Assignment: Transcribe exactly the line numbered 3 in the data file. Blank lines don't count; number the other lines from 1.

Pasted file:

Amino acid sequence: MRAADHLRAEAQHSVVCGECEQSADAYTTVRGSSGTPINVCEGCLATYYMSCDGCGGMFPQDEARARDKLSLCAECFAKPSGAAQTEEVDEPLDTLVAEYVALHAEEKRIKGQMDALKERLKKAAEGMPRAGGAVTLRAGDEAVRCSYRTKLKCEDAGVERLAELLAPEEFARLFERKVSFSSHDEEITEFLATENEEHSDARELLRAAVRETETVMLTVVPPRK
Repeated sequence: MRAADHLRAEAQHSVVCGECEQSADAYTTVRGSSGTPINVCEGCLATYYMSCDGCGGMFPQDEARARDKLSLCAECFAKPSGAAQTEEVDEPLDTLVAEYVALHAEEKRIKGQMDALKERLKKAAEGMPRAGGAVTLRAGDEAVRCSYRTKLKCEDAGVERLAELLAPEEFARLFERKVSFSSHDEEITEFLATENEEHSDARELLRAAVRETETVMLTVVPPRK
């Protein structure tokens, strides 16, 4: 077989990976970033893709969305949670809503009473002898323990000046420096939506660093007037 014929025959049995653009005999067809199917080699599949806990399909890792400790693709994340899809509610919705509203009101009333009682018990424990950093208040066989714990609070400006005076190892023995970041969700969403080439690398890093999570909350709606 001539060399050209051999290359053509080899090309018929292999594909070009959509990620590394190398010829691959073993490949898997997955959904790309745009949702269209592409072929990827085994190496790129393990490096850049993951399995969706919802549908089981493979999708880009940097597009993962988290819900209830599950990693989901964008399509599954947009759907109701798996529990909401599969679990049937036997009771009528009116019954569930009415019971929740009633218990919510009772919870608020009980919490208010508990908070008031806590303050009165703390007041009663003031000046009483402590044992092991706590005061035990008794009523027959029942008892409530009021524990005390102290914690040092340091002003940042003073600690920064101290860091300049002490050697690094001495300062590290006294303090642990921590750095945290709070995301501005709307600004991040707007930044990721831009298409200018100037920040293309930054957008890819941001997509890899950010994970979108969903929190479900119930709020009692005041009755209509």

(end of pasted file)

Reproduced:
């Protein structure tokens, strides 16, 4: 077989990976970033893709969305949670809503009473002898323990000046420096939506660093007037 014929025959049995653009005999067809199917080699599949806990399909890792400790693709994340899809509610919705509203009101009333009682018990424990950093208040066989714990609070400006005076190892023995970041969700969403080439690398890093999570909350709606 001539060399050209051999290359053509080899090309018929292999594909070009959509990620590394190398010829691959073993490949898997997955959904790309745009949702269209592409072929990827085994190496790129393990490096850049993951399995969706919802549908089981493979999708880009940097597009993962988290819900209830599950990693989901964008399509599954947009759907109701798996529990909401599969679990049937036997009771009528009116019954569930009415019971929740009633218990919510009772919870608020009980919490208010508990908070008031806590303050009165703390007041009663003031000046009483402590044992092991706590005061035990008794009523027959029942008892409530009021524990005390102290914690040092340091002003940042003073600690920064101290860091300049002490050697690094001495300062590290006294303090642990921590750095945290709070995301501005709307600004991040707007930044990721831009298409200018100037920040293309930054957008890819941001997509890899950010994970979108969903929190479900119930709020009692005041009755209509």